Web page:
Check the Battery Water Level
If you have flooded batteries with removable caps, you should verify if the water in the battery is at the proper level.
If the water level is low, refill it with distilled water so that the water covers the plates. Use the plastic opening in the battery to observe the height of the water, and fill the battery to its proper level.
Note: Only use distilled water when refilling flooded batteries.
Take a Pre-Charge Reading and Compare With Standard Measurements
Measure the battery with your multimeter in DC mode and the the black and red cables connected to their respective battery terminals.
Use this voltage reading to determine the corresponding “Percentage of Charge” from the table below:
If you determine the battery is between 0% and 70% charged, charge the battery to full capacity.
Charge the Battery Completely and Measure Open Circuit Voltage
Charge each battery as completely as you can.
Overnight should be sufficient. When done, let the battery sit for a couple days, not attached to anything.
Check the voltage after that period and it should be 6.37 V for a 6 V battery or 12.73 V for a 12 V battery.
If the measured voltage after charge is less than these values, the battery has one of two problems:
- it was left in a state of discharge too long or
- it has a bad cell.
Take the battery in for replacement or further testing.
Load Test Suspect Batteries
If everything checks out and the batteries still go dead, you need to take them to an auto parts or battery store to have them load tested.
During load testing, the technician will use a machine to apply a heavy load to the battery to determine if the battery requires replacement.
If you determine that a battery isn’t operating properly, don’t be afraid to replace it.
It’s good practice to replace all the batteries in a bank at the same time. If one of them goes bad, it may take the others down with it.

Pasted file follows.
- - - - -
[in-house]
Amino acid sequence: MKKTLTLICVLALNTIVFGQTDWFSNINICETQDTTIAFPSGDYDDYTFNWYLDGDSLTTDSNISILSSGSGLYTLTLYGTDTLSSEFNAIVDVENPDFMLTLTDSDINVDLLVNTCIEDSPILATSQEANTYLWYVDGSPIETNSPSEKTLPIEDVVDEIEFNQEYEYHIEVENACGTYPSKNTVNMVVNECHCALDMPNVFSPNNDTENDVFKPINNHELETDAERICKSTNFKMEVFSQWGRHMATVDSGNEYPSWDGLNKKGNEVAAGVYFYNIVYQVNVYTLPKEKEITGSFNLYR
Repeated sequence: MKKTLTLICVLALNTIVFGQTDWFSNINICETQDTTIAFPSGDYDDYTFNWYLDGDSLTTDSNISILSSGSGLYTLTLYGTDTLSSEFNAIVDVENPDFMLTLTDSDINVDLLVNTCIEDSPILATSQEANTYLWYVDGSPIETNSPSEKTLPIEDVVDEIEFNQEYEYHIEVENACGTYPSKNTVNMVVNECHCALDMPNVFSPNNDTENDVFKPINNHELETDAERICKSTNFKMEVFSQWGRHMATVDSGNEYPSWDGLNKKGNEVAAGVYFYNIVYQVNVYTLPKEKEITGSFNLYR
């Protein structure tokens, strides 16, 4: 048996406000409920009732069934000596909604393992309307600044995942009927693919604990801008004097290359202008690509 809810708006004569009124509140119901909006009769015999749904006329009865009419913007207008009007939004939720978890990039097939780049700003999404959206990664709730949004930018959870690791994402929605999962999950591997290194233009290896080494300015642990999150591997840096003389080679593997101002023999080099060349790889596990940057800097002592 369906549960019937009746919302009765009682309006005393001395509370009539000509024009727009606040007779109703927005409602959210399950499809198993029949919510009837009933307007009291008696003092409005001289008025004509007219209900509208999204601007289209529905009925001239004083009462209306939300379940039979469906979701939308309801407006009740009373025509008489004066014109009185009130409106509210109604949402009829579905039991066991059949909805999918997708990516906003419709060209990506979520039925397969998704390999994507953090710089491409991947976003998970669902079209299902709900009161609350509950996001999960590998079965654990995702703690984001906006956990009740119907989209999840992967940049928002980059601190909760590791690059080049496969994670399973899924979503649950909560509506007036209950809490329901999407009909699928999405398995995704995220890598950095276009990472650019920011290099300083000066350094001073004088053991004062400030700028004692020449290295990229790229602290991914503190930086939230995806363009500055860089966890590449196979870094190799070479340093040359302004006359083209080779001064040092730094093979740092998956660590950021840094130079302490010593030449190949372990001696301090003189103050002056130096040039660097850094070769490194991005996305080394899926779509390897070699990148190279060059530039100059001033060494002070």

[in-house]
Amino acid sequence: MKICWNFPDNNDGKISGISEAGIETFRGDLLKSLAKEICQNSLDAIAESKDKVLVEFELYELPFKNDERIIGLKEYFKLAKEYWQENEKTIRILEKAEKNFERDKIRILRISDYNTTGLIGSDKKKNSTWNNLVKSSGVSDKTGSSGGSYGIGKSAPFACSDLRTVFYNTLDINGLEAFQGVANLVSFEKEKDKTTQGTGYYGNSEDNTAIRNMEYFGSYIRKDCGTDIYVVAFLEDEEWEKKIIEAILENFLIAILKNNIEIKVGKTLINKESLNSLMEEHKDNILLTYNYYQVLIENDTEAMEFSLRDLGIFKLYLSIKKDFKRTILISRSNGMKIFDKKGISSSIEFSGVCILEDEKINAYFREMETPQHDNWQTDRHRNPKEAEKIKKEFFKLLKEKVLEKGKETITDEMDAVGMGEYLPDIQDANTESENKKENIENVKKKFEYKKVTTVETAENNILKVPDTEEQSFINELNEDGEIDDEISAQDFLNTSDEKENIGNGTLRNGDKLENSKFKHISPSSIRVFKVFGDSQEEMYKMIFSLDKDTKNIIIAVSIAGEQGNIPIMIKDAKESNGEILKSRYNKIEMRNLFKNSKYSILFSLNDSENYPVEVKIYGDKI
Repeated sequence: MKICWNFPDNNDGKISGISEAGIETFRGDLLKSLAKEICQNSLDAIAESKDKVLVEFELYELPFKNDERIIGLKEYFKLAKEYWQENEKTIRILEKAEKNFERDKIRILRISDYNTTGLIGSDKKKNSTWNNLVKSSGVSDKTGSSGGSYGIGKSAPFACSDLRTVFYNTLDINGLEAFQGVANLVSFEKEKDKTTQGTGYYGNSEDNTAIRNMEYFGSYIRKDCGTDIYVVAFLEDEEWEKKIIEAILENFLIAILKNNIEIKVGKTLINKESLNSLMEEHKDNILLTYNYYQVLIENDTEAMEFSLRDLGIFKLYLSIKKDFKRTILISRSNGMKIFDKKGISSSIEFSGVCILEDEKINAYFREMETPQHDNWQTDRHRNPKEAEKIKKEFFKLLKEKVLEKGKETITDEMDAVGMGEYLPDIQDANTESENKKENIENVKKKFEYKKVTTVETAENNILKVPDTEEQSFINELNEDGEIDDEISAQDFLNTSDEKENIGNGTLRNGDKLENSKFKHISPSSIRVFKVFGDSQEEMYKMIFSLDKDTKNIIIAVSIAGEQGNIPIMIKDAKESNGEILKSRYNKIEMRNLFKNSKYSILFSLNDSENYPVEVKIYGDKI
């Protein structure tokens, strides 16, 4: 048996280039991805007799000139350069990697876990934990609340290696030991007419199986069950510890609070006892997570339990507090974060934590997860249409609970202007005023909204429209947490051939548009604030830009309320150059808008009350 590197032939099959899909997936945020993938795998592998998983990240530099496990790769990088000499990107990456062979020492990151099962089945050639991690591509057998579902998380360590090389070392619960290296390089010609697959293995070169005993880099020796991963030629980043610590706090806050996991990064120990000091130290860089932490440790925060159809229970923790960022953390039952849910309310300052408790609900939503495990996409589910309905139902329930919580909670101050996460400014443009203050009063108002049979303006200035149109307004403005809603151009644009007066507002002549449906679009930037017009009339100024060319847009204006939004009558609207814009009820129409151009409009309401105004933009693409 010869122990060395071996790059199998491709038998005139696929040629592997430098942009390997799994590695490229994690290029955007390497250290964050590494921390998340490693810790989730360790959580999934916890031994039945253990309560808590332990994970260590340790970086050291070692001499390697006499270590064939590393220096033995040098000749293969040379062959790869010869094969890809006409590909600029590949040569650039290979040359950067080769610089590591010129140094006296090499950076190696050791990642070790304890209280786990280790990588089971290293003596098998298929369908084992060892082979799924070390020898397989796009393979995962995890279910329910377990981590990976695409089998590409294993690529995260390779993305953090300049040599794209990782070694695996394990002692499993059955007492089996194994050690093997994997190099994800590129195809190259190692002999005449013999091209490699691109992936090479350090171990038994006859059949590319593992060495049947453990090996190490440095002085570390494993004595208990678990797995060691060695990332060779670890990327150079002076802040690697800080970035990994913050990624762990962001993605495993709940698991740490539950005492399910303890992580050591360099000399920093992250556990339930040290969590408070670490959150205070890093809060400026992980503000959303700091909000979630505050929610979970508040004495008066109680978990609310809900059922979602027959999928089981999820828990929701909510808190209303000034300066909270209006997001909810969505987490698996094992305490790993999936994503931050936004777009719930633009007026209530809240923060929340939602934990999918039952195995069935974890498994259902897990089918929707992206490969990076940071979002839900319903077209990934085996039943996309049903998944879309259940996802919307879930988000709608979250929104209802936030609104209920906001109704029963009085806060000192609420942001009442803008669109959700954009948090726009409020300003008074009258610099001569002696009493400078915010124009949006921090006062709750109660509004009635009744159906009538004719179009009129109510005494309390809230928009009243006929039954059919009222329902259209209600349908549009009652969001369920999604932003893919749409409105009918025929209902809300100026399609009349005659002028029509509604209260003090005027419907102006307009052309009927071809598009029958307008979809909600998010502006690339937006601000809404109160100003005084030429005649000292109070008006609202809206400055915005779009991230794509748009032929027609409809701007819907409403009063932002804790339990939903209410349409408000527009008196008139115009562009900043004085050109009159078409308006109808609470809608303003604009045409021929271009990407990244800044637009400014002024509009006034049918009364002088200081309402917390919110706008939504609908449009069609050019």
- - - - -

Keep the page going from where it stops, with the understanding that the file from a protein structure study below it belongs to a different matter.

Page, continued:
The only time I would say not to replace all of them is in the case where all have recently been replaced and one turns out to be defective shortly after purchase.
Don’t Assume Without Testing
That said, don’t be quick to junk out a bank of batteries before making the effort to slow charge them over a longer period.
A set of gel cell (sealed) batteries need to be charged at a low amperage over a longer period of time. These batteries are designed so that the liquid doesn’t boil off, which can happen when applying a high amperage quick charge.
Safety Is Your First Priority
Understand that when you have a group of two or more batteries you potentially have an explosive portable welder on your hands.
Batteries that have been on a charger have a head of explosive gas built up which escapes slowly through a very small vent hole.
If you momentarily short a battery cable, the arc could cause an explosion.
Always wear eye protection and rubber gloves when working with batteries. Remember, when in doubt, have a professional do the work – it’s money well spent.
You can find more information on specific gravity testing (not covered in this article) and open voltage testing at the Trojan Battery Company website.